High record-breaking temperatures coupled with a diminished monsoon season means that New Mexico’s fire season will extend further into August, forecasters expect.
This comes as the Black Feather Fire sparked in the Santa Fe National Forest Saturday afternoon, started by a lightning strikeand grew to 2,000 acres over the weekend.
Two remote, small communities in Rio Arriba County were put on notice to potentially evacuate Monday.
People living in Mesa Poleo and Mesa Pinabetal will need to evacuate if the fire jumps across Forest Road 93 to the northeast, said Major Lorenzo Aguilar, with Rio Arriba Sheriff’s Office, in a phone call with Source NM.
Rio Arriba County has an evacuation site at the Coyote Senior Centerabout a 20-minute drive east of the communities.
Rio Arriba sheriff deputies went door to door on Sunday to warn residents.
“The majority of residents are older, and they don’t have phone or internet access,” Aguilar said.
He said there were between 12 to 15 people living there, and most people voluntarily evacuated already. Five people chose to stay behind, as of Monday evening.
“We just make sure we know who lived there. How many people were there, their names, the next of kin,” Aguilar said.
Red Flag Warnings, which indicate more dangerous conditions for fires to spread, were in effect for much of northern New Mexico, Monday, as hot temperatures combined with windy conditions.
Gila has lion’s share of wildfires
There are currently 15 major wildfires burning across the state, according to InciWeb, a federal map of wildfire conditions. The vast majority are in southern New Mexico, and the bulk of those are in the Gila National Forest.
Some of the fires in the Gila are months old, burning tens of thousands of acres across wilderness areas. The Pass Firefor example, was ignited by a lighting strike on May 18, and has burned nearly 60,000 acres.These conditions were expected based on predictions earlier this year, said Rich Naden, a fire meteorologist at the Southwest Coordination Center in Albuquerque, which is part of the National Interagency Fire Center.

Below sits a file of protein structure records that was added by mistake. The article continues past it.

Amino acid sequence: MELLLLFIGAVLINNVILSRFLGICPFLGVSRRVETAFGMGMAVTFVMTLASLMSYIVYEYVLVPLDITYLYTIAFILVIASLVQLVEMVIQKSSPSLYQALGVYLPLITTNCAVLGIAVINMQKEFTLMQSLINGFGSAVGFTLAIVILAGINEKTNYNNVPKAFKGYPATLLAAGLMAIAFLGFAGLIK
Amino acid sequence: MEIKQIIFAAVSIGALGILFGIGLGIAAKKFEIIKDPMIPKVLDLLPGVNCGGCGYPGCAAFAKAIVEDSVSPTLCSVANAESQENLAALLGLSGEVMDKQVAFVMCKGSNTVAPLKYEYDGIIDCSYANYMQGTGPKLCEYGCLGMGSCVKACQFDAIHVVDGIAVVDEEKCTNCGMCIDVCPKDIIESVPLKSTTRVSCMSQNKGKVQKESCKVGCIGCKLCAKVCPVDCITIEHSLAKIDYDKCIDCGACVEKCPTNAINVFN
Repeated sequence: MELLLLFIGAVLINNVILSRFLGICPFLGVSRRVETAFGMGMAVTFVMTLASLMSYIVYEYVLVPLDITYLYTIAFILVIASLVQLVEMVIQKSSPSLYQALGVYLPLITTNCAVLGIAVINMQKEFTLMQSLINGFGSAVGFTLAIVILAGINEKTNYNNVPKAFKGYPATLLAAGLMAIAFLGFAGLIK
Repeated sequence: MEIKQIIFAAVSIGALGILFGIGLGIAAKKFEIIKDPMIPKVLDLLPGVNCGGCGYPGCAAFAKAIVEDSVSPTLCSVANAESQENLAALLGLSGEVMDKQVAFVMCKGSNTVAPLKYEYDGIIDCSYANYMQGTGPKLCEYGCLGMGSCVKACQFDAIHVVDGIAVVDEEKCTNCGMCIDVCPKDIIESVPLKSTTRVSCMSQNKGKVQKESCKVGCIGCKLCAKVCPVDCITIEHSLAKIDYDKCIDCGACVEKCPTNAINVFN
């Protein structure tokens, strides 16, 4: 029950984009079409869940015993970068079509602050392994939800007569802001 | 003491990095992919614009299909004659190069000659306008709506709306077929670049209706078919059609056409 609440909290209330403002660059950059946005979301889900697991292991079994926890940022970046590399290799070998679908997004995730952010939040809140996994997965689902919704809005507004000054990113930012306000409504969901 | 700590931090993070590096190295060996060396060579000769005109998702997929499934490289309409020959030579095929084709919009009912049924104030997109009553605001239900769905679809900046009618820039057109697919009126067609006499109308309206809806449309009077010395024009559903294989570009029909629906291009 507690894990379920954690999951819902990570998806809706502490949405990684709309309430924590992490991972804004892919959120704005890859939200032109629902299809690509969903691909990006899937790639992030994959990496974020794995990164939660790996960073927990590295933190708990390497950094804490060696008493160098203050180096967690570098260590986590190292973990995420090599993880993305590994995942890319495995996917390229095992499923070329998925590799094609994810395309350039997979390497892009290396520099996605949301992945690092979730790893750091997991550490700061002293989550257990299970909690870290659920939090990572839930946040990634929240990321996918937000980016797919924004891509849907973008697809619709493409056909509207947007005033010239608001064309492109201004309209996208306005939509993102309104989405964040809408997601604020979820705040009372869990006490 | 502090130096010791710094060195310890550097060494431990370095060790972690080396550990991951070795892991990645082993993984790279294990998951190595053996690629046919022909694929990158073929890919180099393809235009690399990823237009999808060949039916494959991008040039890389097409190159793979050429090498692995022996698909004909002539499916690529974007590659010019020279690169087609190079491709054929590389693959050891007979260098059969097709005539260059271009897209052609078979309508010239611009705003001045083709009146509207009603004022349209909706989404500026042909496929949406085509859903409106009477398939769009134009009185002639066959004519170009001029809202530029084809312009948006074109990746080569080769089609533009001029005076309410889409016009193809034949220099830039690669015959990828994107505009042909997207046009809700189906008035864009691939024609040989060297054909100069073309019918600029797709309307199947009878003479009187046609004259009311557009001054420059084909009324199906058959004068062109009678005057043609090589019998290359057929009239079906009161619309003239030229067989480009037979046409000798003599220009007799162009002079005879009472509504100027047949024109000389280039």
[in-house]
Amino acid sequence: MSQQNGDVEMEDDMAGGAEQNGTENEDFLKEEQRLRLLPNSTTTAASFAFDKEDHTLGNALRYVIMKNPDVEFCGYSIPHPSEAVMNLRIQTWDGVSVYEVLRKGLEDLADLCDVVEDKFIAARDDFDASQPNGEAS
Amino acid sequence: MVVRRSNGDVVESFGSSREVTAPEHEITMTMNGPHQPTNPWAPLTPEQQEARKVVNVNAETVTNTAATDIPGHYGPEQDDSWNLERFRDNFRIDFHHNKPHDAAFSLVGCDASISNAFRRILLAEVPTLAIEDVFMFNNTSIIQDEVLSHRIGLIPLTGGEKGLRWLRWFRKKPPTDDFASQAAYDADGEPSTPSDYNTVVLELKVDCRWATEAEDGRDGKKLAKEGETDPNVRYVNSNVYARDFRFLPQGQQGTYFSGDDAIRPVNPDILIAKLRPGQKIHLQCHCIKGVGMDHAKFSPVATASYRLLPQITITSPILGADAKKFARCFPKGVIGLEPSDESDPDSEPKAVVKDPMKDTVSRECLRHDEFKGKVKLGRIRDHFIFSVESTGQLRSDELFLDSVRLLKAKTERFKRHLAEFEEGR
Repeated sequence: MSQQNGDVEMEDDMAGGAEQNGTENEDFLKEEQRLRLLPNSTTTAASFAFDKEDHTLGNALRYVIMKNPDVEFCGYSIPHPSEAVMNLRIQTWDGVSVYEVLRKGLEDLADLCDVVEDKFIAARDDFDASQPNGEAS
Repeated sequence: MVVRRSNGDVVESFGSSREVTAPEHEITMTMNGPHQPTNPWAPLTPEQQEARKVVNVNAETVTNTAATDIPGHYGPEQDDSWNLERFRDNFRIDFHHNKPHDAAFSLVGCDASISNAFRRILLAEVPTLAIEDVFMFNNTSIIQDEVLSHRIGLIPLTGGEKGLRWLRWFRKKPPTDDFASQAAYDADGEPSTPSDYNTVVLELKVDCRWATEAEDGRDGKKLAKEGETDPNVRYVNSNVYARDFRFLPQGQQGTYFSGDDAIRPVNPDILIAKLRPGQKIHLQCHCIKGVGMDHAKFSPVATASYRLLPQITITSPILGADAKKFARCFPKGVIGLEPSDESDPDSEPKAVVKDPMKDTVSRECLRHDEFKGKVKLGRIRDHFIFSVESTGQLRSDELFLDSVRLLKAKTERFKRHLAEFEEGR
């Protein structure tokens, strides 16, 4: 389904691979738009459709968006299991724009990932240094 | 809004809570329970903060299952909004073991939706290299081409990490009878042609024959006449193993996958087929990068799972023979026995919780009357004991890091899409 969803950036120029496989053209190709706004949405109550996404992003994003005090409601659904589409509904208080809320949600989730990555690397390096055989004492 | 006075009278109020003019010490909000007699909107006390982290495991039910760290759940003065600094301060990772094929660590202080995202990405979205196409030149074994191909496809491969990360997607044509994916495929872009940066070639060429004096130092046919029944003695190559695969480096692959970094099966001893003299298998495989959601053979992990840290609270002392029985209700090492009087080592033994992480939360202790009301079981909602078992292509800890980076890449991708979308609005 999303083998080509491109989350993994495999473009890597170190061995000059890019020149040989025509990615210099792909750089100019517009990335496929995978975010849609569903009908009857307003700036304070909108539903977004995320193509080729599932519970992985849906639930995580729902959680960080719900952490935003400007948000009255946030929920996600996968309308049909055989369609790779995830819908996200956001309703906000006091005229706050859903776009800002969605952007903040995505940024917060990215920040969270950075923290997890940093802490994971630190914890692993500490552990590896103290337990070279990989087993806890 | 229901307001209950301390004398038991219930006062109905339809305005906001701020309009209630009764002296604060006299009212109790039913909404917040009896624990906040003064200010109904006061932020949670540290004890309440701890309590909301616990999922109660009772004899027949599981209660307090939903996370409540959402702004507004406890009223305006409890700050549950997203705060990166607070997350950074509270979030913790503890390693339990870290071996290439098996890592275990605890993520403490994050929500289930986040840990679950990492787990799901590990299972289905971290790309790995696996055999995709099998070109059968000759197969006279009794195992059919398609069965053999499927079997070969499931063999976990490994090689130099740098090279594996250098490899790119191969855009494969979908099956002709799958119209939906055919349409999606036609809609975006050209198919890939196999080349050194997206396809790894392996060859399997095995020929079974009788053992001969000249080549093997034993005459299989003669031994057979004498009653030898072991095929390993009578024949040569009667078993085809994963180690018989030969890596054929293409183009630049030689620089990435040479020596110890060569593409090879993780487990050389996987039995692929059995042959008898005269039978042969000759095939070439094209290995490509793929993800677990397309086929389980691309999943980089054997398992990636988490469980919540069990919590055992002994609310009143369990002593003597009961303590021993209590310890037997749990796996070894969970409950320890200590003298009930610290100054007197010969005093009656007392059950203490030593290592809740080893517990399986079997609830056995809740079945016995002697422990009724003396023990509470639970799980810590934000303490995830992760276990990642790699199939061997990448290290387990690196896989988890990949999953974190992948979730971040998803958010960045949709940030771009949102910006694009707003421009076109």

He said the wet winter and spring slowed the opening of the fire season, but the weaker monsoon will be “extending the season much longer than usual.”
“We’re having fires or problematic burns well into the timeframe that normally we are not getting incidents,” Naden said.
The weaker monsoon is due to the temperatures in the Pacific Ocean, El Niño that often causes hotter, drier summers in the Southwest. El Niño, coupled with hotter temperatures from climate change, brought record temperatures in a heat dome covering parts of New Mexico, Mexico and Texas.
New forecasts show that the monsoon pattern will be sporadic in August. Sometimes it helps firefighting efforts, to slow fires, and give plants moisture, but other times, it can hurt, Naden said, pointing to recent lightning-ignited fires.
There may be some relief – eventually.
“I do anticipate a wetter mid-to-late fall and early winter for our region,” Naden said. “But we just need to get there, and we’re not there yet.”
2023 wildfires in New Mexico
Santa Fe National Forest
Black Feather Fire 2,000 acres, no containment
San Juan National Forest
American Mesa Fire 756 acres, 25% contained
Lincoln National Forest
Apple Tree Fire 365 acres, 65% contained
Gila National Forest
Divide Fire 26,514 acres, 94% contained
Pasture Fire 8,353 acres 21% contained
Dark Fire 2,052 acres, 5% contained
Prior Fire 10,121 acres, no containment
Porcupine Fire 3,244 acres, no containment
Turkey Fire 3,178 acres, no containment
Dolan Fire 2,100 acres, no containment
Noonday Fire 927 acres, no containment
Magdalena RD Hutchinson Fire 2,816 acres, 100% contained
Tub Fire 305 acres, 30% contained
Davis Fire 6,073 acres, 54% contained
Pass Fire 59,883 acres, 55% contained
There is also one controlled burn in the Carson National Forest Dorado/Cañada del Agua Prescribed Firewhich has burned 3,318 acres.
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